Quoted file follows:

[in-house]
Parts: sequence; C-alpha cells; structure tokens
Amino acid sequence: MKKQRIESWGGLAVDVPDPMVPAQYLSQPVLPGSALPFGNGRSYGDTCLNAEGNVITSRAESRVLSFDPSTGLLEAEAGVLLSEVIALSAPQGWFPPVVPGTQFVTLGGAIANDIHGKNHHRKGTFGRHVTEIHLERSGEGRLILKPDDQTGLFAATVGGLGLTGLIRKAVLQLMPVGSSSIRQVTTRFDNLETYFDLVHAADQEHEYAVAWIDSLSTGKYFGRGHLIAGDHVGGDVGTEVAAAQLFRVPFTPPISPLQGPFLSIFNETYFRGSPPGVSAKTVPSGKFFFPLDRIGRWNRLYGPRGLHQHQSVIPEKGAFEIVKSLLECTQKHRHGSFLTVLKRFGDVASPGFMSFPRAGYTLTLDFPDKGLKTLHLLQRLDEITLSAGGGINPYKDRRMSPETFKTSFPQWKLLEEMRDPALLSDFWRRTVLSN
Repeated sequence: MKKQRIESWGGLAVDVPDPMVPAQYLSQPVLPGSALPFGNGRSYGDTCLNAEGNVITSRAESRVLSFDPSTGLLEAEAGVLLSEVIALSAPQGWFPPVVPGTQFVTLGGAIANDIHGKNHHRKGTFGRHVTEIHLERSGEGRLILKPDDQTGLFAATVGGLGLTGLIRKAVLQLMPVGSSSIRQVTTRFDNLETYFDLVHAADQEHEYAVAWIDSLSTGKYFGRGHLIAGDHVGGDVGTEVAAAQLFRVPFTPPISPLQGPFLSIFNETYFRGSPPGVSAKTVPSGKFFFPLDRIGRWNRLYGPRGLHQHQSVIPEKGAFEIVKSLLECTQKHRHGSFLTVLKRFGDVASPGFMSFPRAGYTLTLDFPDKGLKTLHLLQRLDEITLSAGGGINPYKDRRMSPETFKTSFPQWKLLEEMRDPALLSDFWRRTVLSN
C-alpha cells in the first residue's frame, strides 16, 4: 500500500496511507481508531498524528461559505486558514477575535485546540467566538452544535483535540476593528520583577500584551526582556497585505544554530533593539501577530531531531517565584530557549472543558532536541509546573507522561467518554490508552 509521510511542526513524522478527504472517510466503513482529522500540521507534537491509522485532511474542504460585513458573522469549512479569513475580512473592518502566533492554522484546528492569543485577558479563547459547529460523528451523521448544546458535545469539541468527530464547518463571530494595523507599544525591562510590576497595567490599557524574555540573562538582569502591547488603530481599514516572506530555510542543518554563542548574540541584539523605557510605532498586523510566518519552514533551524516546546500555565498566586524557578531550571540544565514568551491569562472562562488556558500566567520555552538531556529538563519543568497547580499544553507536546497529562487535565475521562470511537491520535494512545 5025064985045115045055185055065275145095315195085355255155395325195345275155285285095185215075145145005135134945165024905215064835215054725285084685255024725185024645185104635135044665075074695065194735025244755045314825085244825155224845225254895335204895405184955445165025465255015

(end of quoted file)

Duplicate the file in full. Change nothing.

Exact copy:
[in-house]
Parts: sequence; C-alpha cells; structure tokens
Amino acid sequence: MKKQRIESWGGLAVDVPDPMVPAQYLSQPVLPGSALPFGNGRSYGDTCLNAEGNVITSRAESRVLSFDPSTGLLEAEAGVLLSEVIALSAPQGWFPPVVPGTQFVTLGGAIANDIHGKNHHRKGTFGRHVTEIHLERSGEGRLILKPDDQTGLFAATVGGLGLTGLIRKAVLQLMPVGSSSIRQVTTRFDNLETYFDLVHAADQEHEYAVAWIDSLSTGKYFGRGHLIAGDHVGGDVGTEVAAAQLFRVPFTPPISPLQGPFLSIFNETYFRGSPPGVSAKTVPSGKFFFPLDRIGRWNRLYGPRGLHQHQSVIPEKGAFEIVKSLLECTQKHRHGSFLTVLKRFGDVASPGFMSFPRAGYTLTLDFPDKGLKTLHLLQRLDEITLSAGGGINPYKDRRMSPETFKTSFPQWKLLEEMRDPALLSDFWRRTVLSN
Repeated sequence: MKKQRIESWGGLAVDVPDPMVPAQYLSQPVLPGSALPFGNGRSYGDTCLNAEGNVITSRAESRVLSFDPSTGLLEAEAGVLLSEVIALSAPQGWFPPVVPGTQFVTLGGAIANDIHGKNHHRKGTFGRHVTEIHLERSGEGRLILKPDDQTGLFAATVGGLGLTGLIRKAVLQLMPVGSSSIRQVTTRFDNLETYFDLVHAADQEHEYAVAWIDSLSTGKYFGRGHLIAGDHVGGDVGTEVAAAQLFRVPFTPPISPLQGPFLSIFNETYFRGSPPGVSAKTVPSGKFFFPLDRIGRWNRLYGPRGLHQHQSVIPEKGAFEIVKSLLECTQKHRHGSFLTVLKRFGDVASPGFMSFPRAGYTLTLDFPDKGLKTLHLLQRLDEITLSAGGGINPYKDRRMSPETFKTSFPQWKLLEEMRDPALLSDFWRRTVLSN
C-alpha cells in the first residue's frame, strides 16, 4: 500500500496511507481508531498524528461559505486558514477575535485546540467566538452544535483535540476593528520583577500584551526582556497585505544554530533593539501577530531531531517565584530557549472543558532536541509546573507522561467518554490508552 509521510511542526513524522478527504472517510466503513482529522500540521507534537491509522485532511474542504460585513458573522469549512479569513475580512473592518502566533492554522484546528492569543485577558479563547459547529460523528451523521448544546458535545469539541468527530464547518463571530494595523507599544525591562510590576497595567490599557524574555540573562538582569502591547488603530481599514516572506530555510542543518554563542548574540541584539523605557510605532498586523510566518519552514533551524516546546500555565498566586524557578531550571540544565514568551491569562472562562488556558500566567520555552538531556529538563519543568497547580499544553507536546497529562487535565475521562470511537491520535494512545 5025064985045115045055185055065275145095315195085355255155395325195345275155285285095185215075145145005135134945165024905215064835215054725285084685255024725185024645185104635135044665075074695065194735025244755045314825085244825155224845225254895335204895405184955445165025465255015